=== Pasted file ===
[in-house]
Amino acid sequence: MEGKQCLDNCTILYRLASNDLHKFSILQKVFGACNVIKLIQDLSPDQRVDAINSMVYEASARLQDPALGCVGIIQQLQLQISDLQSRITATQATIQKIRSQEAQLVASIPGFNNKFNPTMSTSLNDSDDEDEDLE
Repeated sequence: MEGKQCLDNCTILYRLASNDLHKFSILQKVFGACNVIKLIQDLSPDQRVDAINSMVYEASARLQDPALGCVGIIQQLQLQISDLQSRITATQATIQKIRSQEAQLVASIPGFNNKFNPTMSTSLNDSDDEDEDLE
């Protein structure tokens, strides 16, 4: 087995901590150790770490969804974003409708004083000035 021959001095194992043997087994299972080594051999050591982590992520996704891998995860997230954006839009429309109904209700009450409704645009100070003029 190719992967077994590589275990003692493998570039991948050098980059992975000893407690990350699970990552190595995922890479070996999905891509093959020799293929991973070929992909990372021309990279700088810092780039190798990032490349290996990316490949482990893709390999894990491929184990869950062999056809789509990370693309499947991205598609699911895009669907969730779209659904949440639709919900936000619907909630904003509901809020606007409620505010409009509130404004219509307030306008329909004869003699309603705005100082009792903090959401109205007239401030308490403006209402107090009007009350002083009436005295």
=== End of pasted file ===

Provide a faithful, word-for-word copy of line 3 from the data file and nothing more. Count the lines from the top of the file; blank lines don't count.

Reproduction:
Repeated sequence: MEGKQCLDNCTILYRLASNDLHKFSILQKVFGACNVIKLIQDLSPDQRVDAINSMVYEASARLQDPALGCVGIIQQLQLQISDLQSRITATQATIQKIRSQEAQLVASIPGFNNKFNPTMSTSLNDSDDEDEDLE